Thompson Jumps Ahead to South Carolina

Jan 8, 2008 11:27am

ABC News’ Christine Byun Reports: While all other campaigns are huddled in New Hampshire, Republican candidate Fred Thompson got a much-needed head start in the battle for South Carolina.

"Everyone is in New Hampshire … [we're] not playing up there," Thompson told a crowd of about 100 people at a diner in Greenville, S.C. "Still got snow banks six feet high there and we’re down here in South Carolina, so I ask you who’s the smartest one?"

For the former Tennessee senator, the upcoming January 19th  primary will be crucial.  A senior campaign advisor says they will have to win South Carolina, or come in a very "strong" second, to continue his bid for the GOP presidential nomination. Thompson’s campaign will focus all its efforts in the Palmetto State for the next week and a half. Thompson’s wife, Jeri, is also campaigning today throughout the state.

At his morning event, he played up his Southern roots, joking "people can understand what I’m saying down here." Thompson – who once had enjoyed an edge in South Carolina – munched on a sausage biscuit while speaking of his humble beginnings as a small-town boy from Tennessee, whose "daddy" worked for those candidates’ who speak of growing up with “poor daddies."

A father of two young children, Thompson mentioned his "two latest, greatest blessings" and how "somewhere, [late South Carolina Senator] Strom Thurmond is looking down smiling."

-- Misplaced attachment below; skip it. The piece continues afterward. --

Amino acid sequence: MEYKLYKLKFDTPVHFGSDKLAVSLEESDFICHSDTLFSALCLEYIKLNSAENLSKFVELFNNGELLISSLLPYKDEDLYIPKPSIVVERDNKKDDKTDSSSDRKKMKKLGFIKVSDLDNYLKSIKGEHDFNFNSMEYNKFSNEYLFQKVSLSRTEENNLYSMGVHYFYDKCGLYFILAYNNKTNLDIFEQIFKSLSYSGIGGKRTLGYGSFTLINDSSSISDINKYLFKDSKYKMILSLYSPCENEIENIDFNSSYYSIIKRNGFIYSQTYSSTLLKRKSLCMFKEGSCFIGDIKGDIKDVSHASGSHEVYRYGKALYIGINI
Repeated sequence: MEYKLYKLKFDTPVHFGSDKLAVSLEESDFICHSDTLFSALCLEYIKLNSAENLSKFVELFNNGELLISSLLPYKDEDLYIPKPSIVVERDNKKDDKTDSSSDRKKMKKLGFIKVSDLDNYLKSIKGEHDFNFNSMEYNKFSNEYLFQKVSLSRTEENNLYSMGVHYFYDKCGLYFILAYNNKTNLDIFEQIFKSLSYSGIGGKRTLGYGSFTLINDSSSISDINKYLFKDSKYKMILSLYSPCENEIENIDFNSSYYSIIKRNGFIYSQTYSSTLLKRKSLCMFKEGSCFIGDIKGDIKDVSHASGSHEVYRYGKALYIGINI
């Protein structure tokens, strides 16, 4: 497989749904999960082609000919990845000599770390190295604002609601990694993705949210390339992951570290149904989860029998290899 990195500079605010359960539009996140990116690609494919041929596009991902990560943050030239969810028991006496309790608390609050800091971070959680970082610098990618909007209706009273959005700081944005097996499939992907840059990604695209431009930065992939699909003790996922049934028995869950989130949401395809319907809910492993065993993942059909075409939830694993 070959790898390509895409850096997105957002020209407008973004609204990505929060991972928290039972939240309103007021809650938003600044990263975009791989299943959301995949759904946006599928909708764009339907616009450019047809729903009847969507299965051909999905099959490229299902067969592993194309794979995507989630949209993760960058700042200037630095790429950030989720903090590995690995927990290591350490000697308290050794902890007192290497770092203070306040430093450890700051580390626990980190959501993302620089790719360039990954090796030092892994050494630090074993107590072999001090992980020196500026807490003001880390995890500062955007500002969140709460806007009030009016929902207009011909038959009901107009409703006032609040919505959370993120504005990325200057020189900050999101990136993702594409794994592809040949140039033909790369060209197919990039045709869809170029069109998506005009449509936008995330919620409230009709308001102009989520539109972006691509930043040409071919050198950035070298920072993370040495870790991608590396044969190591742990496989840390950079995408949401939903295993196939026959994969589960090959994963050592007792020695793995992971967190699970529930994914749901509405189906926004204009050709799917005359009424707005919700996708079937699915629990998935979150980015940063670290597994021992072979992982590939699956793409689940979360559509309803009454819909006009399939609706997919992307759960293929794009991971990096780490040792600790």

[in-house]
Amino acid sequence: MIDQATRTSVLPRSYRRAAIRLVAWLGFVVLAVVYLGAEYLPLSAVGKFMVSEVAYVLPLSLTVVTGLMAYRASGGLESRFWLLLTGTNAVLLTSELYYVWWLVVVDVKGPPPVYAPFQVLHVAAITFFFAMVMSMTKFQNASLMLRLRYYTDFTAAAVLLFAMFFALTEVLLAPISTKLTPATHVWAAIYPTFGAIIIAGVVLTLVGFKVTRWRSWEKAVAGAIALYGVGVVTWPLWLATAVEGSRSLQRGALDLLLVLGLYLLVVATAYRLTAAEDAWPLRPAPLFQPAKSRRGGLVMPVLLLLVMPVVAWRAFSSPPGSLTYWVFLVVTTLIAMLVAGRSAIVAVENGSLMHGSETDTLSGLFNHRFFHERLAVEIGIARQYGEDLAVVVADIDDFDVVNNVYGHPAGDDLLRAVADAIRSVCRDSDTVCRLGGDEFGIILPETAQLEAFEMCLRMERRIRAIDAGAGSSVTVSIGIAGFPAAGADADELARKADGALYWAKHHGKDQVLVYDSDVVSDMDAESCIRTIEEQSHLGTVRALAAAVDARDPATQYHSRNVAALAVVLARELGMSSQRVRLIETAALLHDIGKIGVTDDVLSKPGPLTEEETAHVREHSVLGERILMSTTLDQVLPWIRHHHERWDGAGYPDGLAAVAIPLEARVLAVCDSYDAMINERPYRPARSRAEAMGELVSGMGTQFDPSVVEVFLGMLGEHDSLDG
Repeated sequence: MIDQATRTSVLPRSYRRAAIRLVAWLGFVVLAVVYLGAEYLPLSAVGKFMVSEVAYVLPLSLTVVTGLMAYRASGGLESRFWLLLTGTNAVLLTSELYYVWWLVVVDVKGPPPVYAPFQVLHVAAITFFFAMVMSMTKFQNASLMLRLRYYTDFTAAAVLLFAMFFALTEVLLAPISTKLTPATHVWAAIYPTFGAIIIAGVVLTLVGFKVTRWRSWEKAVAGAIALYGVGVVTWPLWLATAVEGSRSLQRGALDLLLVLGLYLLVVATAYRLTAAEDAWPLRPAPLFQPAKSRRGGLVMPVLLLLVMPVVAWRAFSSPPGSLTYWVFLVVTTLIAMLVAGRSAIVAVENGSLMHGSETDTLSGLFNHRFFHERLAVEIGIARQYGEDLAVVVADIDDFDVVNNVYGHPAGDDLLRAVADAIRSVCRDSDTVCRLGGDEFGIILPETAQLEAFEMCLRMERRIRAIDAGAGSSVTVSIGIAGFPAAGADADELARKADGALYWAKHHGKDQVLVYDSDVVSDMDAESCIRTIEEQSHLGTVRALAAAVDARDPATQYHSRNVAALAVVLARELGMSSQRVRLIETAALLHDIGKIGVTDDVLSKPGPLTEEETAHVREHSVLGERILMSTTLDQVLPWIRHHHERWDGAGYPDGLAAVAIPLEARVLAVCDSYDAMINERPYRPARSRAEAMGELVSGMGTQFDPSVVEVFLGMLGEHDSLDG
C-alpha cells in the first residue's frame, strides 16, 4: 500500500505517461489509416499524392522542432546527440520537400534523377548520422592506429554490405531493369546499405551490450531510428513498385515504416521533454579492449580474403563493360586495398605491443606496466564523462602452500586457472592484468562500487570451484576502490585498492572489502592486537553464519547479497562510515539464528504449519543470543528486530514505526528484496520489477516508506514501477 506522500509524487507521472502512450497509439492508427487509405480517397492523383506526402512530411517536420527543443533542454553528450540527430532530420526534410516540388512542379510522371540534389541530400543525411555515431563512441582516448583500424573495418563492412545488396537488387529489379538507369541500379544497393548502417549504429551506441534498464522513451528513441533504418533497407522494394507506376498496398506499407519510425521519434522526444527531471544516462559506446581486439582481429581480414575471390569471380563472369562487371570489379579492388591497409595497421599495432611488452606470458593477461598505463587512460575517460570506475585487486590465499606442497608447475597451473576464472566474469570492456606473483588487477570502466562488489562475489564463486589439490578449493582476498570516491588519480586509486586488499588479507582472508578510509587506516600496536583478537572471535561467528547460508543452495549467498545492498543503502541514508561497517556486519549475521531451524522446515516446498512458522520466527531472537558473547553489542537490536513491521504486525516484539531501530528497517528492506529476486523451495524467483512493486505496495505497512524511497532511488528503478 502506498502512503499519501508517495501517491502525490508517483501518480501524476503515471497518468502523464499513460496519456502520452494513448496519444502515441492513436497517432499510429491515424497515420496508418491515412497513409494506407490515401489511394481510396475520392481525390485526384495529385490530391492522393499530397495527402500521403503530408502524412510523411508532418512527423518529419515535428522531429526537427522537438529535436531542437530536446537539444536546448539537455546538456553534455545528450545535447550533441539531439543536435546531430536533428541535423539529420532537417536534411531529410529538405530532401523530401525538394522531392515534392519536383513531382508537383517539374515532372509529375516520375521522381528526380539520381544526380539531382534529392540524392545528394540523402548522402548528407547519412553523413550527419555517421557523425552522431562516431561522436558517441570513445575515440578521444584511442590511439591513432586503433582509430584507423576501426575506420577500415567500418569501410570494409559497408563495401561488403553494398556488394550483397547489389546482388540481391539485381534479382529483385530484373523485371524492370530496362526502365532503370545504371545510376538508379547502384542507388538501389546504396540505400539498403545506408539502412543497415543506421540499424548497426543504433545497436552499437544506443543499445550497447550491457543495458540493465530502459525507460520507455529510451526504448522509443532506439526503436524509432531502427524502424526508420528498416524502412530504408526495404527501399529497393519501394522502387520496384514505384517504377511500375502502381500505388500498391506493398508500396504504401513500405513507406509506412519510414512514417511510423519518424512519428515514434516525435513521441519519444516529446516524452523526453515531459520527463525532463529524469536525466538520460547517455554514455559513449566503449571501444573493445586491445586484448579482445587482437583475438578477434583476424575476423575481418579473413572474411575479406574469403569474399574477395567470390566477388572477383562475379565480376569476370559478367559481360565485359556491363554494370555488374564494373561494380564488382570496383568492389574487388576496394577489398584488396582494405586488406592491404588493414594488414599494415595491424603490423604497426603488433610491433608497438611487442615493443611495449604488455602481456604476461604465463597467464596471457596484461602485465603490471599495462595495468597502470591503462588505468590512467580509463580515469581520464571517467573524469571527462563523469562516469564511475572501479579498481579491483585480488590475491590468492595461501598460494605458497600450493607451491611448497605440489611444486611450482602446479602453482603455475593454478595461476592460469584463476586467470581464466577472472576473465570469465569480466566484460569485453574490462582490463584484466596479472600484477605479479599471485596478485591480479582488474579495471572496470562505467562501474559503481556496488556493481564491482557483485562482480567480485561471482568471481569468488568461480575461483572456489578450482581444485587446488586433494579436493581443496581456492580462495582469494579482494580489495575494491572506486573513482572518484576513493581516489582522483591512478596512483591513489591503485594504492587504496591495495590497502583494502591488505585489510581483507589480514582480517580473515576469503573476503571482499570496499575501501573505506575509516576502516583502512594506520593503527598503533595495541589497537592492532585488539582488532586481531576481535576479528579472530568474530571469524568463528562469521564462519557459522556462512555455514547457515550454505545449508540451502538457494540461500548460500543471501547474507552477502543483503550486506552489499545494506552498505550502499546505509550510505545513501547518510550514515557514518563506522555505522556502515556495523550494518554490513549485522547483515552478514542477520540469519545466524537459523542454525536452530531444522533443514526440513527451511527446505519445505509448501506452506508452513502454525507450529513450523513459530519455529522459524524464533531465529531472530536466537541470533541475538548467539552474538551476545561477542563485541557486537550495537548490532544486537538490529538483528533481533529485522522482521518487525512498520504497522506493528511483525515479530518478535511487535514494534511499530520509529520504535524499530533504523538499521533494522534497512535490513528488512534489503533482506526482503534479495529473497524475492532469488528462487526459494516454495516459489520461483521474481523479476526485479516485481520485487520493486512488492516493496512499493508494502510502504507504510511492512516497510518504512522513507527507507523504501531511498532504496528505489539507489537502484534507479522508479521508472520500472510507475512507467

Thompson continued to tout his message of "consistency." He commented that some of his opponents "are wearing the road to Damascus out" with their "conversions" to issues like illegal immigration. Thompson said he chose "truth" over the theme of "change," which has become the messages of many campaigns.

"The biggest change would be if politicians quit talkin’ about change," Thompson said. "Change to what? Change from what? … What do we want to change to – higher taxes and all of that? Like I said, the real change would be speaking the truth to the American people."

The audience pelted him with questions about international and national security. One man, who said he felt Thompson’s campaign suffered from a "blackout" of coverage from national media outlets, asked him how Thompson could get more "mainstream media" coverage.

Thompson nodded and smiled, answering, "Win South Carolina."

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